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I’ve always been a fan of crumble, and from a young age was obsessed with lemon curd, so I recently thought, why not combine the two and see what happens? The love child of this experiment developed into a beautiful lemon curd crumble; creamy and tart on the bottom, crisp and crunchy on the top. It is the ultimate flavour sensation, with its flavoursome fruit layer coupled with the creamy, coconutty crumble topping.

This recipe is bright in colour and vibrant with flavour, and reminds me of the first sign of sun in the spring, and the warmth and light of the summer. It is light, with sour and acidic notes, whilst also being incredibly refreshing. Using fresh lemons, it contains an abundance of vital vitamins and minerals. Lemon season starts roughly around late winter / early summer, and runs right through to the warmer months, and eating seasonally, you can rest assured you are getting in all the goodness that nature intended for you to have access to at this time of year.

I love serving this warm as a dessert, with either plant-based ice cream (I like soy, coconut or cashew) or homemade vegan cashew cream sauce or custard. You could also use single or double cream or plant-based cream or creme fraiche (I love anything by Oatly). I also love it chilled from the fridge, served with fresh or stewed berries, either as a breakfast, a snack or a chilled dessert.

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Components

For the vegan lemon curd

60g coconut oil, melted
juice and flesh of 4 lemons
zest of 1-2 lemons
100g honey, coconut sugar or other natural sweetener of choice
3-4 tablespoons arrowroot powder*
6 tablespoons soy yoghurt or solid coconut milk from a tin (can replace with other yoghurt of choice such as coconut, oat or almond yoghurt. Those who eat dairy can also use probiotic dairy yoghurt or double cream)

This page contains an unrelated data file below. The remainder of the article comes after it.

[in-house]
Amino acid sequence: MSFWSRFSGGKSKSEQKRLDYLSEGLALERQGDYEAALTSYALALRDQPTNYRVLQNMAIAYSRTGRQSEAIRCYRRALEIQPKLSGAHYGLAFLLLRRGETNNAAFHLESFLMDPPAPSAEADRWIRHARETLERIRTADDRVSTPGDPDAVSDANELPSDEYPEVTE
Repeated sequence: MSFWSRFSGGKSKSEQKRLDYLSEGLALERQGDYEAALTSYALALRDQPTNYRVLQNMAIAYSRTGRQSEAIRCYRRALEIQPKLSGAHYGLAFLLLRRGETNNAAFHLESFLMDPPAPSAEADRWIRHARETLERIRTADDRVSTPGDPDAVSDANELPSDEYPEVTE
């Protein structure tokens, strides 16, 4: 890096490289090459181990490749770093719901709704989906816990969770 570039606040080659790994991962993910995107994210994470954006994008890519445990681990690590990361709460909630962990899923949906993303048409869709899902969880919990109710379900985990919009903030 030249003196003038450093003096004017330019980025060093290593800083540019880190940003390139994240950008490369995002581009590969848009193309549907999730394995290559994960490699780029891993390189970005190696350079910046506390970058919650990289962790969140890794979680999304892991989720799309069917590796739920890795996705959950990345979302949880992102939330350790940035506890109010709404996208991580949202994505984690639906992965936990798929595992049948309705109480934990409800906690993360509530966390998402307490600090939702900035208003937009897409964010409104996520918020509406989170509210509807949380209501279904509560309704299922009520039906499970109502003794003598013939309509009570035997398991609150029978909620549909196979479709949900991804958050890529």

* If you are not vegan, you can use 3 eggs and 2 egg yolks instead of the arrowroot, using the same method as below).

For the topping
100g ground almonds
100g desiccated coconut
2-4 tbs honey
1 tbs coconut sugar
50g coconut oil
20g grated lemon zest

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Method

Preheat the oven to 160c. Lightly grease a heatproof oven dish with coconut oil or line with greaseproof paper.

Start by mixing the topping ingredients in a medium bowl using a wooden spoon, then crumble into breadcrumb-like clumps with your fingers. Place in the freezer to stiffen whilst you prepare the lemon curd layer.

To make the vegan lemon curd layer, measure the lemon juice, lemon zest, lemon flesh (removing the remaining flesh from the lemon skin using a metal spoon and / or your fingers), coconut oil and honey or other sweetener of choice into a medium saucepan over a medium to high heat. Immediately whisk in the arrowroot, adding 2 tablespoons first, then whisking until fully combined, before adding the remaining 1 to 2 tablespoons gradually. If the mixture seems thick enough after 2-3 tablespoons of arrowroot, you don’t need to add the 4th tablespoon. Whisk again to combine thoroughly.